Thursday, November 15, 2007

BorderStones: More Cheaper Books For Everyone!

Thanks to Jean Dark & Tim Goodwin of Libra Aries Books (Cambridge’s independent, alternative bookshop on Mill Road) for this guest post about generic corporate high street chain bookstores and how their promise of “more cheaper books for everyone” is transforming the entire book industry. The process mirrors the changes that have overtaken the grocery trade in the past few decades, which many are now starting to question.

Impact On Independent Bookshops

As a specialist bookshop, Libra Aries is relatively unaffected by the rise of BorderStones. For a general independent bookshop, like Browne’s was, the consequences are more dire. We will focus on just three specific trading practices adopted by BorderStones in their relentless pursuit of market share.

Trade rates

The industry standard trade rate offered to independent bookshops by publishers & distributors is 30 – 35% discount on the cover price. In recent years BorderStones have negotiated / imposed a blanket trade rate of 50% for themselves. This enables chains to offer reductions on newly published books which independents are unable to match.

Sale Or Return

BorderStones buy much of their stock on a “Sale or Return” basis: the publisher is obliged to accept the return of any unsold books within a certain time, usually three months. Independent bookshops pay up front for the books on their shelves; they lack the economic clout to persuade publishers to, in effect, lend them books for three months.

3 for 2

A recent phenomenon in bookselling is the “3 for 2” promotions offered by BorderStones. This sounds like a good way to buy baked beans, but… books?! “3 for 2” equates to a 33% discount on the cover price: BorderStones are retailing books at the industry standard wholesale price.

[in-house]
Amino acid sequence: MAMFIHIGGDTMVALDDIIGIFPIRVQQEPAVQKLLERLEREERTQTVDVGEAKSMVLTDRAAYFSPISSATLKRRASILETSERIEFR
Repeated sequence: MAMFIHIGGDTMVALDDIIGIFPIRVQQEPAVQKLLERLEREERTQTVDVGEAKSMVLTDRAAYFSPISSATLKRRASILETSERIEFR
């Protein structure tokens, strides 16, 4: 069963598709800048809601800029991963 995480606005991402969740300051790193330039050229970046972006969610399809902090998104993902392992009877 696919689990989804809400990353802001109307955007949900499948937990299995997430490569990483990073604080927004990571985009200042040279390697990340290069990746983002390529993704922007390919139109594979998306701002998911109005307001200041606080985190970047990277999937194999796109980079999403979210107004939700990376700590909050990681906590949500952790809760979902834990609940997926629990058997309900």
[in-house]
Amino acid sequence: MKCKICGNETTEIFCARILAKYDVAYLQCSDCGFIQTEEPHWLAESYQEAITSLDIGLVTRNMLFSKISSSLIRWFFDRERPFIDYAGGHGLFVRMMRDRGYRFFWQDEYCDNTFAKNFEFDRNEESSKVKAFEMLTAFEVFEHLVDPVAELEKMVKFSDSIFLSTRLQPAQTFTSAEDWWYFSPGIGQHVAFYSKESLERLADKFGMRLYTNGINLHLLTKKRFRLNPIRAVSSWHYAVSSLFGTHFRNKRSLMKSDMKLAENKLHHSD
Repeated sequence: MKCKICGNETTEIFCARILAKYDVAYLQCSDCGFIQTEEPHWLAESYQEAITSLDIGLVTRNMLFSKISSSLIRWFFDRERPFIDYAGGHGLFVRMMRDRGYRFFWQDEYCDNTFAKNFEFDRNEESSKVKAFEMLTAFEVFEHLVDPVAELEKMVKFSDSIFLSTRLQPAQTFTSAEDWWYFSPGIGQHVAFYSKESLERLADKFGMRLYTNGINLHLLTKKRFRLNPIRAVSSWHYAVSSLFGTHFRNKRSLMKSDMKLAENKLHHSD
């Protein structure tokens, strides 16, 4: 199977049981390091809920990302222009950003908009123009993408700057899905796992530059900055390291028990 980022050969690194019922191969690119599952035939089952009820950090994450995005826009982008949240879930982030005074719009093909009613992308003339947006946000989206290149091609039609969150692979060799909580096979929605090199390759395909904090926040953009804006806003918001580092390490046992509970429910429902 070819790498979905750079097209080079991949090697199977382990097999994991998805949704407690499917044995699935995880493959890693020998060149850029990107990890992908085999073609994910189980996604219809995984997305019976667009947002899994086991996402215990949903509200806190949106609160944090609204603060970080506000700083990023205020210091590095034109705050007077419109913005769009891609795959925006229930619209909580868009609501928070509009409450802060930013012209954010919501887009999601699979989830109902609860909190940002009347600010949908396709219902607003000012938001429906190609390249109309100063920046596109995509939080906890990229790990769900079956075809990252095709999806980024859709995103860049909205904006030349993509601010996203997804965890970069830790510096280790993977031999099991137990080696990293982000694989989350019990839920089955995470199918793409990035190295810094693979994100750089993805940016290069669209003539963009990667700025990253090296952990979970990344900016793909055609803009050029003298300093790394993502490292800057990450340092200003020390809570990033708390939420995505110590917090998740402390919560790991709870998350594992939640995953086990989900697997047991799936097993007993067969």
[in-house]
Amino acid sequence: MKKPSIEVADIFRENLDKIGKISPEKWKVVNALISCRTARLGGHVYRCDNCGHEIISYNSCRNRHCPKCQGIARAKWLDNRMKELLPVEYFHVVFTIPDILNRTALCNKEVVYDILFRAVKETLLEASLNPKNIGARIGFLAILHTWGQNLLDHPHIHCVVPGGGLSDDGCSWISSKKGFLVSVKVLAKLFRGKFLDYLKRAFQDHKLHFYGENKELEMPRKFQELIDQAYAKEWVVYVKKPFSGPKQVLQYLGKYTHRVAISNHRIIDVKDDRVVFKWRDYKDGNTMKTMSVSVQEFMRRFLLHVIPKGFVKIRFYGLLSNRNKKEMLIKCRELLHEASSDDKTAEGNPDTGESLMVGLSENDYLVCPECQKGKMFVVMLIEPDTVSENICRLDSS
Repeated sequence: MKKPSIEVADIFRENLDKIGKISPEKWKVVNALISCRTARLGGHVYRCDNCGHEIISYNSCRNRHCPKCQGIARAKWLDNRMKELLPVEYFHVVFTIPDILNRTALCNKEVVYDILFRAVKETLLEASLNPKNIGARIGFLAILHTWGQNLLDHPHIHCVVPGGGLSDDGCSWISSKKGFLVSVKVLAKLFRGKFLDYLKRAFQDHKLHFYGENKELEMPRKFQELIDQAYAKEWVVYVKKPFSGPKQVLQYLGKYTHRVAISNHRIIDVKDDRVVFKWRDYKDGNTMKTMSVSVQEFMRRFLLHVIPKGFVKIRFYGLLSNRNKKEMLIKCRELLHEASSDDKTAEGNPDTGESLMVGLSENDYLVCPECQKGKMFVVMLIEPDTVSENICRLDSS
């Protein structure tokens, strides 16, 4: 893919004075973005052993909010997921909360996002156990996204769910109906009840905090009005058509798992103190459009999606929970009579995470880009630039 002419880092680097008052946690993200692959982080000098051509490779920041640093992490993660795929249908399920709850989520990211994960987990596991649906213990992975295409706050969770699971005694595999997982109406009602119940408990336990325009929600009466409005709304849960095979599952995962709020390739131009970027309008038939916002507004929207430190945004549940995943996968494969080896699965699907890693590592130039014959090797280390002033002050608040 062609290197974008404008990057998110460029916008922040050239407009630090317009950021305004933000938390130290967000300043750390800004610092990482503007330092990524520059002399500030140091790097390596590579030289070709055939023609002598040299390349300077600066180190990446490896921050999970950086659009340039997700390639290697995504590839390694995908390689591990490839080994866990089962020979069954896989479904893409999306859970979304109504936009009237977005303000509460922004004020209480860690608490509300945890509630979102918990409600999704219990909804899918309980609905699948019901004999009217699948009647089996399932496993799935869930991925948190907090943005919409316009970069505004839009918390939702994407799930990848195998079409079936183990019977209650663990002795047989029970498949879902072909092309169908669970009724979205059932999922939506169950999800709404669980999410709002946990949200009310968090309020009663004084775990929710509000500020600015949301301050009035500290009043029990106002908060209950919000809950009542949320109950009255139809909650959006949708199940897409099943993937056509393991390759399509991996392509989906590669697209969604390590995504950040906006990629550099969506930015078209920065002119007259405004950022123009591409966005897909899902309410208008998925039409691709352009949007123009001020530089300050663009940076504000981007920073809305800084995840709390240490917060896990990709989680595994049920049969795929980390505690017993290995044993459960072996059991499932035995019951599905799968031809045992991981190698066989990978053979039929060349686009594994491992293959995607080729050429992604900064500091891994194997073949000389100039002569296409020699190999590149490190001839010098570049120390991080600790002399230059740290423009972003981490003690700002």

Impact On Independent Publishers

The replacement of general independent bookshops by BorderStones and more cheaper books seems to benefit the reader. But consider the impact of BorderStones on independent publishers, who have a long term symbiotic relationship with independent bookshops. The demise of small publishers limits the diversity of books available. This is particularly alarming given that traditionally independent publishers have given voice to radical, marginal, and dissenting ideas. We will look again at the same three trading practices from the independent publisher’s perspective.

Trade rates

Independent publishers were already working on slender profit margins before the imposition of preferential 50% trade terms. For a small scale independent publisher, this level of trade rate is untenable. Those who comply face the bitter sweet delights of national distribution and financial ruin. Those who refuse banish themselves to the dwindling hinterland of independent bookshops as their only retail outlets.

Sale Or Return

“Sale or Return” is a timebomb for the independent publisher. Increased investment in larger print runs to satisfy an initial demand is likely to be followed three months later by crates of returned stock, often shop-soiled.

3 for 2

A little known fact: publishers pay BorderStones to have their books featured in “3 for 2” promotions! This really is a remarkable scam. The big publishers can readily afford to grease the wheels of commerce with a little extra promotional budget. But for the independent publisher, the dilemma is stark: lost sales due to lack of exposure, or reduced profit margins and pay for the privilege of it.


We’ve outlined a few of the ways in which what is happening now in book retailing echoes what happened in the grocery trade with the rise of the ubersupermarket. This simplified picture omits any discussion of the roles of distributors, agents, authors, printers, remainder bookshops, and the Internet.

It doesn’t get any better. In 2005 The Booksellers Association, an august professional body said to represent the interests of bookshops in the UK, gave an honorary industry award to supermarket giant, Tesco.

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